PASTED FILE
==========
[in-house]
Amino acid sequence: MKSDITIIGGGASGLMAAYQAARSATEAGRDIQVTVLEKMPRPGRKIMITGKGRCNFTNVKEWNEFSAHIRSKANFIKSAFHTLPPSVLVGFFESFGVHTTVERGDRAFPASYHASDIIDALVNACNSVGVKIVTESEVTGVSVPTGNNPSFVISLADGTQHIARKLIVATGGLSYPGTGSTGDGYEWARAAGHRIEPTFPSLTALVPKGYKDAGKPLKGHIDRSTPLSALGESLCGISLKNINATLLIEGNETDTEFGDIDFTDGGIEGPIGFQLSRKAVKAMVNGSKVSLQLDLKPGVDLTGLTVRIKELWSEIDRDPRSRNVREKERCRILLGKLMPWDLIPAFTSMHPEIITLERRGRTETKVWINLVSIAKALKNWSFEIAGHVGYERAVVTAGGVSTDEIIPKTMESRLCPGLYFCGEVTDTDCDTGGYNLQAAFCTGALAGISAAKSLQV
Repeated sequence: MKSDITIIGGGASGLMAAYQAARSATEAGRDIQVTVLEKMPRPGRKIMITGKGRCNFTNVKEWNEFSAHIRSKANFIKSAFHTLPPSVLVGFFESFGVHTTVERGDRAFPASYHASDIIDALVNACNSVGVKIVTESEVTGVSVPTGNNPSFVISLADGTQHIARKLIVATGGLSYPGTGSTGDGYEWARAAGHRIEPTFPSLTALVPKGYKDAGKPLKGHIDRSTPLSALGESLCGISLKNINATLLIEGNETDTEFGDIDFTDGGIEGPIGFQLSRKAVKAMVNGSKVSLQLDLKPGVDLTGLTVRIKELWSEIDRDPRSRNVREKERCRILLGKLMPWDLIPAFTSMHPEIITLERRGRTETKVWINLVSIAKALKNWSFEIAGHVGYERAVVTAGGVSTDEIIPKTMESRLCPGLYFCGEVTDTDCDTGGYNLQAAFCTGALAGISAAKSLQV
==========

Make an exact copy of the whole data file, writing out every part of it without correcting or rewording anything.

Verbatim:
[in-house]
Amino acid sequence: MKSDITIIGGGASGLMAAYQAARSATEAGRDIQVTVLEKMPRPGRKIMITGKGRCNFTNVKEWNEFSAHIRSKANFIKSAFHTLPPSVLVGFFESFGVHTTVERGDRAFPASYHASDIIDALVNACNSVGVKIVTESEVTGVSVPTGNNPSFVISLADGTQHIARKLIVATGGLSYPGTGSTGDGYEWARAAGHRIEPTFPSLTALVPKGYKDAGKPLKGHIDRSTPLSALGESLCGISLKNINATLLIEGNETDTEFGDIDFTDGGIEGPIGFQLSRKAVKAMVNGSKVSLQLDLKPGVDLTGLTVRIKELWSEIDRDPRSRNVREKERCRILLGKLMPWDLIPAFTSMHPEIITLERRGRTETKVWINLVSIAKALKNWSFEIAGHVGYERAVVTAGGVSTDEIIPKTMESRLCPGLYFCGEVTDTDCDTGGYNLQAAFCTGALAGISAAKSLQV
Repeated sequence: MKSDITIIGGGASGLMAAYQAARSATEAGRDIQVTVLEKMPRPGRKIMITGKGRCNFTNVKEWNEFSAHIRSKANFIKSAFHTLPPSVLVGFFESFGVHTTVERGDRAFPASYHASDIIDALVNACNSVGVKIVTESEVTGVSVPTGNNPSFVISLADGTQHIARKLIVATGGLSYPGTGSTGDGYEWARAAGHRIEPTFPSLTALVPKGYKDAGKPLKGHIDRSTPLSALGESLCGISLKNINATLLIEGNETDTEFGDIDFTDGGIEGPIGFQLSRKAVKAMVNGSKVSLQLDLKPGVDLTGLTVRIKELWSEIDRDPRSRNVREKERCRILLGKLMPWDLIPAFTSMHPEIITLERRGRTETKVWINLVSIAKALKNWSFEIAGHVGYERAVVTAGGVSTDEIIPKTMESRLCPGLYFCGEVTDTDCDTGGYNLQAAFCTGALAGISAAKSLQV